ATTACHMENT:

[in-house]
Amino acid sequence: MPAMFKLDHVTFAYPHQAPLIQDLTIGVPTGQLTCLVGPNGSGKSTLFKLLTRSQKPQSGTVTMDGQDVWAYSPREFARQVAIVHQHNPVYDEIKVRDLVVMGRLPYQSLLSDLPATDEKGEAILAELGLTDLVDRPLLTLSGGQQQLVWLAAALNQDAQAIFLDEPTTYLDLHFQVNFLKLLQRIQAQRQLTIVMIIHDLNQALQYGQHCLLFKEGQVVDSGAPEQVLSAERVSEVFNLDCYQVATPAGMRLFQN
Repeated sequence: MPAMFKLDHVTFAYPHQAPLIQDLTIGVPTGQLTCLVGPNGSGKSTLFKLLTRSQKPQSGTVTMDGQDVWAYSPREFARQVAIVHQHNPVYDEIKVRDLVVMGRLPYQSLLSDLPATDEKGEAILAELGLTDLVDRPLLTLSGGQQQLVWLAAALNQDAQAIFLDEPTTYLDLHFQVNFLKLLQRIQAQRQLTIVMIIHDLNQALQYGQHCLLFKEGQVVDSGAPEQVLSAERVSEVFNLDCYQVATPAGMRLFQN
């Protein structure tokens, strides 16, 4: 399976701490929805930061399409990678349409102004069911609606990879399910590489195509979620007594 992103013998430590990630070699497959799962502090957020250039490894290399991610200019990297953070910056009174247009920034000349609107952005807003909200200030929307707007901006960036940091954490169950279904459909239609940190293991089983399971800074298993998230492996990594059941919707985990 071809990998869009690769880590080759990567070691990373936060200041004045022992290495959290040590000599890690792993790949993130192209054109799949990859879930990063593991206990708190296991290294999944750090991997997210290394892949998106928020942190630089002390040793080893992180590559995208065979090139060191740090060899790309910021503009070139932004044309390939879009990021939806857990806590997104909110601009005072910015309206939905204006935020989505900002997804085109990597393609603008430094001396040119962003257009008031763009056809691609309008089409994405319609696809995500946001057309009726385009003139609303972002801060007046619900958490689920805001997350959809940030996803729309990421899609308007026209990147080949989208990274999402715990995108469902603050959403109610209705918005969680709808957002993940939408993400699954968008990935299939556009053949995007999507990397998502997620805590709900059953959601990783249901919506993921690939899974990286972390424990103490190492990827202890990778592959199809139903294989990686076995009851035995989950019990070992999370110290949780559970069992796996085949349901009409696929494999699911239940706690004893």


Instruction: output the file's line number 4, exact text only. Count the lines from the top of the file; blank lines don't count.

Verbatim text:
């Protein structure tokens, strides 16, 4: 399976701490929805930061399409990678349409102004069911609606990879399910590489195509979620007594 992103013998430590990630070699497959799962502090957020250039490894290399991610200019990297953070910056009174247009920034000349609107952005807003909200200030929307707007901006960036940091954490169950279904459909239609940190293991089983399971800074298993998230492996990594059941919707985990 071809990998869009690769880590080759990567070691990373936060200041004045022992290495959290040590000599890690792993790949993130192209054109799949990859879930990063593991206990708190296991290294999944750090991997997210290394892949998106928020942190630089002390040793080893992180590559995208065979090139060191740090060899790309910021503009070139932004044309390939879009990021939806857990806590997104909110601009005072910015309206939905204006935020989505900002997804085109990597393609603008430094001396040119962003257009008031763009056809691609309008089409994405319609696809995500946001057309009726385009003139609303972002801060007046619900958490689920805001997350959809940030996803729309990421899609308007026209990147080949989208990274999402715990995108469902603050959403109610209705918005969680709808957002993940939408993400699954968008990935299939556009053949995007999507990397998502997620805590709900059953959601990783249901919506993921690939899974990286972390424990103490190492990827202890990778592959199809139903294989990686076995009851035995989950019990070992999370110290949780559970069992796996085949349901009409696929494999699911239940706690004893």